The US and China have already produced some InsurTech « unicorns » : OscarHealth and Zenefits, in the West, ZhongAn and Ping An Good Doctor, in the East. But what about Europe? We are still looking for a champion in this area… The good news is, it might change soon: last year, the number of InsurTech funding rounds in Europe increased by 118%, and the amounts raised by 385%. Even better: Europe accounted for one third of Insurtech fundraisings in the world. Those encouraging figures even led Accenture to consider Europe now as a key Insurtech « Hub » .
European InsurTech entrepreneurs are mostly focused on three areas: distribution, the core business of insurance, and the acquisition of a license. Innovation gradually infuse those three layers, which requires and increasing level of technological excellence.
A first wave of startups tackled distribution models, to disrupt the traditional processes of insurance companies, thanks to digital. This trend is mostly German, with newcomers like GetSafe, Clark and WeFox.
Nevertheless, their model has limitations: acquisition costs are extremely high, while margin are limited and use frequency stay below expectations… Indeed, it’s quite a challenge to create enthusiasm for insurance products… The topic can be stressful and intimidating, and less rooted in the everyday life than, let’s say, a banking app.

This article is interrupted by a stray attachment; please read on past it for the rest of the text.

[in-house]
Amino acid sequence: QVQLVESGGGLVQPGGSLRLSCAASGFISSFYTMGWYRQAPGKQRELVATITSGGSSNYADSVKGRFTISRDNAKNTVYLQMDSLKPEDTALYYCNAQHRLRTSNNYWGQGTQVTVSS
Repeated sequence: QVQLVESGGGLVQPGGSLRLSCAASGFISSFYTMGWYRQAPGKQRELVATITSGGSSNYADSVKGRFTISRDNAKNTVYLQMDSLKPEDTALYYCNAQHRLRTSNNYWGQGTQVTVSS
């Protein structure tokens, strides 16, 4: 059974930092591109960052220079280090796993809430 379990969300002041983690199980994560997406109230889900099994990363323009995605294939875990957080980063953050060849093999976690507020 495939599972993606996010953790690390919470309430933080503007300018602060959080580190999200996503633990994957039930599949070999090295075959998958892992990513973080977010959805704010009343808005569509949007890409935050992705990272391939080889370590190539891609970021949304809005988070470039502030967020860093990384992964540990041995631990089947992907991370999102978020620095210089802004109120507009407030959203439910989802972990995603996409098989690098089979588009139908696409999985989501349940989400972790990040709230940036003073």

The pioneers have clearly acknowledged this fact: they are transforming their offer, to go from BtoC to BtoB, for instance. In doing so, they show that it’s still possible to innovate in the field of distribution. Look at WeFox: it pivoted to allow brokers to connect to its platform, in order to manage leads, edit quotes and sign contracts. That’s a clever way to reduce acquisition costs, while generating recurring revenues, as brokers subsribes to a monthly plan.
A second wave of innovation is now disrupting the core business of insurance, by reinventing the job through technology, data analysis and artificial intelligence. The tools for actuarial services, scoring and fraud detection are going to be deeply shaken by the use of machine learning. They will gain efficiency and accuracy, while at the same time reducing costs.
For instance, in the Netherlands, Friss, one of BlackFin investments, already convinced 120 insurance companies to use their automated fraud detection software, based on deep learning and AI. Fraud detection can be performed at the signature of the insurance policy or in the event of a claim.
The maturity of AI, as well as the need for insurance companies to equip themselves with new tools against an increasing level of frauds, make those startups particularly popular at the moment.
Finally, the third wave of innovation is only starting: it takes advantage of the high level of regulation of the industry to create a competitive edge. Alan, the only French startup to go « full-stack », with its own insurance license (the first new insurance licensed in France since 1986, actually), exploits its license to create and distribute its own insurance products to companies and individuals. Its German counterpart, Ottonova, does the same. But other licensed players, like Elements made a different choice: they open their license to other companies.
The first European « unicorn » will probably come from the second or third wave of innovation. Why ? Because that’s where the most disruptive and promising business models are, with strong barrier to entry. Something VCs particularly like.